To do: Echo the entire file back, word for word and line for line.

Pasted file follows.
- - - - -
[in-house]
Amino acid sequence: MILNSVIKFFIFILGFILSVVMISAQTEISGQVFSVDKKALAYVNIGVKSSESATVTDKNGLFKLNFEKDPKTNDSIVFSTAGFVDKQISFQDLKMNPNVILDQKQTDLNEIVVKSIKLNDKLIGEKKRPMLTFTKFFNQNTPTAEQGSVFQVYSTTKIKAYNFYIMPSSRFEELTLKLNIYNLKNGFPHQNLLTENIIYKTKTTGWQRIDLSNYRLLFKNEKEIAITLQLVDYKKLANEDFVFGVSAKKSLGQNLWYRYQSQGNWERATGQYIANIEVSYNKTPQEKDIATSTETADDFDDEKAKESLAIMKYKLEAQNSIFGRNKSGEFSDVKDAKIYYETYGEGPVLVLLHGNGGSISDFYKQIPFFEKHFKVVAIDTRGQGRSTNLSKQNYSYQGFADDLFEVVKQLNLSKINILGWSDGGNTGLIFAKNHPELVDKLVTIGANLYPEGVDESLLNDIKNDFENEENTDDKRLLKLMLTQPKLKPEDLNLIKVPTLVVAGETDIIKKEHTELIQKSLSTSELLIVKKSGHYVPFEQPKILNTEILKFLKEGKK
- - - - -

[in-house]
Amino acid sequence: MILNSVIKFFIFILGFILSVVMISAQTEISGQVFSVDKKALAYVNIGVKSSESATVTDKNGLFKLNFEKDPKTNDSIVFSTAGFVDKQISFQDLKMNPNVILDQKQTDLNEIVVKSIKLNDKLIGEKKRPMLTFTKFFNQNTPTAEQGSVFQVYSTTKIKAYNFYIMPSSRFEELTLKLNIYNLKNGFPHQNLLTENIIYKTKTTGWQRIDLSNYRLLFKNEKEIAITLQLVDYKKLANEDFVFGVSAKKSLGQNLWYRYQSQGNWERATGQYIANIEVSYNKTPQEKDIATSTETADDFDDEKAKESLAIMKYKLEAQNSIFGRNKSGEFSDVKDAKIYYETYGEGPVLVLLHGNGGSISDFYKQIPFFEKHFKVVAIDTRGQGRSTNLSKQNYSYQGFADDLFEVVKQLNLSKINILGWSDGGNTGLIFAKNHPELVDKLVTIGANLYPEGVDESLLNDIKNDFENEENTDDKRLLKLMLTQPKLKPEDLNLIKVPTLVVAGETDIIKKEHTELIQKSLSTSELLIVKKSGHYVPFEQPKILNTEILKFLKEGKK